They have voracious appetites. Each can devour more than 1,000 insects an hour, up to its entire body weight in a single night.
They eat pests that damage farm crops and gobble up mosquitoes that can infect animals and humans with the West Nile virus.
But cave and mine-dwelling bats are now themselves under attack by Geomyces destructans, a fungus causing white-nose syndrome.
The disease has killed millions of bats across at least 25 states, including New Jersey and Pennsylvania, federal and state officials say.
Some local populations - the most common species is little brown bats - have been reduced by 70 percent to 95 percent, and many caves and mines have been posted and even gated to prevent humans from disturbing or contaminating the places where they hibernate, called hibernacula.
New Jersey is "getting to a point now where the actual remaining number is extremely low," said principal zoologist Mick Valent of the New Jersey Department of Environmental Protection's Division of Fish and Wildlife.
The state has been nursing some infected bats back to health and plans to release them soon.
Pennsylvania also has suffered "significant devastation to the bat populations," said Travis Lau, a spokesman for the Pennsylvania Game Commission.
The state has been trying - so far unsuccessfully - to develop a treatment for white-nose syndrome, which spreads as fuzzy spots across the bats' muzzles, ears, and wings.
The fungus causes discomfort and saps fat reserves over the winter, prematurely awakening bats from hibernation to hunt for food and eventually die of starvation.
It was apparently brought to the United States from Europe, though it's not clear whether it came over on an affected bat or the gear of a cave explorer.
First seen near Albany, N.Y., in February 2006, white-nose syndrome moved on to New England, north to Ontario, west to Oklahoma, Missouri, and Minnesota, and south to Georgia, Alabama, and Arkansas.
It appeared in New Jersey and Pennsylvania in 2009 and quickly affected bats across both states, officials said.
In New Jersey, which has about 400 abandoned iron mines, tens of thousands of bats have died. At the former Hibernia mine in Morris County, one of two sites with the largest number of bats, fewer than 500 of 30,000 remain, officials said.
"We monitor 12 to 15 former mines and have found some with less than 50," Valent said. "In others, the populations have completely disappeared."
That's why the state created a "head start program for bats," capturing 10 infected males and 20 infected females to nurse at a facility in Milford, Hunterdon County, Valent said.
They banded all of them and plan to release 20 in the coming days, and will monitor their progress while holding on to 10 females for further study.
In Pennsylvania, which has 2,500 natural caves and 5,000 abandoned mines, Pennsylvania Game Commission officials monitor 60 sites known to have bats.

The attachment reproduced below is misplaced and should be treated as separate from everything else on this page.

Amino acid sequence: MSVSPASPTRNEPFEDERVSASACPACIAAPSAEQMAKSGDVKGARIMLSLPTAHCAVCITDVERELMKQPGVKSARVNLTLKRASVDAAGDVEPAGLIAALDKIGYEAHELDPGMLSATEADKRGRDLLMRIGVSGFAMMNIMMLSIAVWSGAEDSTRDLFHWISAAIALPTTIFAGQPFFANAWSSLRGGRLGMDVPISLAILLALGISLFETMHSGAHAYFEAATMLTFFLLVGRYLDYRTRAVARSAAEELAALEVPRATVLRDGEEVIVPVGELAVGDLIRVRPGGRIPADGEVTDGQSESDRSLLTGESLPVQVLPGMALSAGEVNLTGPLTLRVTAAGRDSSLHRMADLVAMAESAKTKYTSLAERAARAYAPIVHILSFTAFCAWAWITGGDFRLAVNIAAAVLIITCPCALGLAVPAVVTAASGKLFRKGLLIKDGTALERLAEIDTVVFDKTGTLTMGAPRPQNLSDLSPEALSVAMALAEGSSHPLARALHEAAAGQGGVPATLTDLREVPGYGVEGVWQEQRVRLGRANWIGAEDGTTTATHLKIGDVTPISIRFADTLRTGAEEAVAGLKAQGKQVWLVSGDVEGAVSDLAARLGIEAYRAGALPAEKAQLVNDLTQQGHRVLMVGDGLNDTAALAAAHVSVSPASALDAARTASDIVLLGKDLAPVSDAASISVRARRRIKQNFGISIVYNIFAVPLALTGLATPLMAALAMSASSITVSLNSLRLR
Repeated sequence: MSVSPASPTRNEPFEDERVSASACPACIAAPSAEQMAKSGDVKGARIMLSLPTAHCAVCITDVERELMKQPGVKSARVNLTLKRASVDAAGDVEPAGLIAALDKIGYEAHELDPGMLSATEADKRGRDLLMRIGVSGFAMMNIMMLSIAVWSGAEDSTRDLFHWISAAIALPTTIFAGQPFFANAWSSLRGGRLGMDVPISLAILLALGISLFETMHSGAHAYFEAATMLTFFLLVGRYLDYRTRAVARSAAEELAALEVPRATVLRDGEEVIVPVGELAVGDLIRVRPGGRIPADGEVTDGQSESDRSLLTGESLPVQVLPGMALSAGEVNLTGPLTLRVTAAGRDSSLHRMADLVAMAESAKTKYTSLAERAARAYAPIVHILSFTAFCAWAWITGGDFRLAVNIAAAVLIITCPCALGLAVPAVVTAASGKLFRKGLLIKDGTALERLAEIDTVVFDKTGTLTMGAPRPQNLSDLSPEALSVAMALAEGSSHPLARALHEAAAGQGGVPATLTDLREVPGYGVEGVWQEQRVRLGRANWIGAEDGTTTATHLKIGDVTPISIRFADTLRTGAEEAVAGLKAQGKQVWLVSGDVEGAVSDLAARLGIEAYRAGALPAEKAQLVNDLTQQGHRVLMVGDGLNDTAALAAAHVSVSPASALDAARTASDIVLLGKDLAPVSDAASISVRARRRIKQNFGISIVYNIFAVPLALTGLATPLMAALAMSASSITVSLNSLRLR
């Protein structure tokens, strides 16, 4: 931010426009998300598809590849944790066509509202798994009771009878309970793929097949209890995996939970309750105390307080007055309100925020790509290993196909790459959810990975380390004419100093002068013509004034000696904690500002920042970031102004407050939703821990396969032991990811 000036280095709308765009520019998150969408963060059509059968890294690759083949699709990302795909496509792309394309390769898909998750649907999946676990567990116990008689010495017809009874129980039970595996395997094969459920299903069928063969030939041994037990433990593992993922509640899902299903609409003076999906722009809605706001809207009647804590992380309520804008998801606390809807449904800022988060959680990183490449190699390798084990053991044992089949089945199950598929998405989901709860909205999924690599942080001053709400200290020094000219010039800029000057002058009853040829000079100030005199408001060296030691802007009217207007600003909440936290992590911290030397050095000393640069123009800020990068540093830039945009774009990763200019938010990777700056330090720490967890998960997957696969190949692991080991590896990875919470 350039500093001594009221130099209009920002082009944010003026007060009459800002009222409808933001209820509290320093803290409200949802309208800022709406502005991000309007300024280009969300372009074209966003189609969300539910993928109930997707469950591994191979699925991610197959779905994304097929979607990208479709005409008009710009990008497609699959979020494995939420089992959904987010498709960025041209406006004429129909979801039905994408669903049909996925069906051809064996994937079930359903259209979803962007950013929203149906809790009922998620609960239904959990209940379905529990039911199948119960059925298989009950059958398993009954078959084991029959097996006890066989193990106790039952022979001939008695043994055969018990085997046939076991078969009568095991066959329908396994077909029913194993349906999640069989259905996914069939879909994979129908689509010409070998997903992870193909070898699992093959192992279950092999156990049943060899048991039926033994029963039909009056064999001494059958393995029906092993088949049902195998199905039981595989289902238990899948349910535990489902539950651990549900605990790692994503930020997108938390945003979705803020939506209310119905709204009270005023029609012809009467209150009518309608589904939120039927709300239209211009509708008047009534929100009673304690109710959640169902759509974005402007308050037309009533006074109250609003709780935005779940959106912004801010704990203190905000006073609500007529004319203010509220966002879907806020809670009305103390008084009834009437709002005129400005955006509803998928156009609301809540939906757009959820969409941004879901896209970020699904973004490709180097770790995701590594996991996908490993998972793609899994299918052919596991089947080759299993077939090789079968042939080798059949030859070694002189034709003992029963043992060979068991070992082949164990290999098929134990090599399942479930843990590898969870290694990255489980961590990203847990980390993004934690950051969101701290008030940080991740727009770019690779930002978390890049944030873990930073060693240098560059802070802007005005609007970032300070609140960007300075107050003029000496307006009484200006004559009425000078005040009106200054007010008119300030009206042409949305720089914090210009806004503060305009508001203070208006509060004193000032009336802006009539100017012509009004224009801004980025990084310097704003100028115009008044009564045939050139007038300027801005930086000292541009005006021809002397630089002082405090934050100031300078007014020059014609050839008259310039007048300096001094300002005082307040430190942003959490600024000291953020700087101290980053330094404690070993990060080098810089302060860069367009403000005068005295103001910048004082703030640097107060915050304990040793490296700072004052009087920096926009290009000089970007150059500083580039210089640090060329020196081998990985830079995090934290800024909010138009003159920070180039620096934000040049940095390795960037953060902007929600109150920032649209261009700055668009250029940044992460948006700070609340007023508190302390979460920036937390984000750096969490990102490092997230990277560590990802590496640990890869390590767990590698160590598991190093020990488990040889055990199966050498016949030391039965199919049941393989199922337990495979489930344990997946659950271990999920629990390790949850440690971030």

"We've seen a 90 percent drop in the number of hibernating bats compared to the number prior to 2009, when white-nose syndrome first appeared," Lau said. "The loss is a real cause for concern.
"This mammal is not like a cottontail rabbit," which has many offspring, he said. "It has one or two pups per year."
As a protective measure, officials have installed surveillance cameras at some posted and gated Pennsylvania caves and mines so they can check for trespassers who might disturb the bats and exacerbate problems caused by white-nose syndrome.
"There is too much traffic inside the caves, too many people who shouldn't be there," Lau said. "Some go in to explore; others have illegal automatic weapons and go in there to shoot them.
"The presence of individuals in caves can wake the bats and cause them to fly off" during a time when they're hibernating, he said. "That can cause them to burn stored-up fat and that means they might not make it to the spring."
Some cave-dwelling species, including the northern long-eared bat and the Indiana bat, appear headed for extinction because of white-nose syndrome, according to a 2012 study by ecologists led by researchers at the University of California and Boston University.
In Pennsylvania and New Jersey, little brown bats appear particularly hard hit, possibly because they're most numerous and gather together in cool dark caves where the fungus thrives and can be spread.
Also impacted - though not as greatly - are the less numerous big brown bats, tricolored bats, and eastern small-footed bats. Some hibernate in buildings and other man-made structures instead of caves and mines.
Migratory bats appear unaffected, as they come to the region during warmer months.
They also eat mosquitoes, bugs, and other pests, said Mark O'Neill, a spokesman for the Pennsylvania Farm Bureau. "In addition, there are many birds, including countless barn swallows," that feast on them, too.
Still, farmers "are concerned about the possibility that the situation could cause problems in the future," O'Neill said.
Bats "play a very important role in the environment and ecology because of their consumption of insects," said Jeremy Markuson, a biologist with the New Jersey Field Office of the U.S. Fish and Wildlife Service. With the declining population of some bat species, "you may see more insects than normal," he said.
The loss of millions of bats can only "have a horrible impact," said Amanda Lollar, founder and president of Bat World Sanctuary, a nonprofit bat rescue and conservation group in Weatherford, Texas. "When you have insect damage to the crops, prices will go up in grocery stores."
Farmers will use more pesticides, which can run off into streams, Lollar said.
"Everything is like a giant spiderweb," she said. "When one strand is broken - with bats disappearing - it affects the entire environment."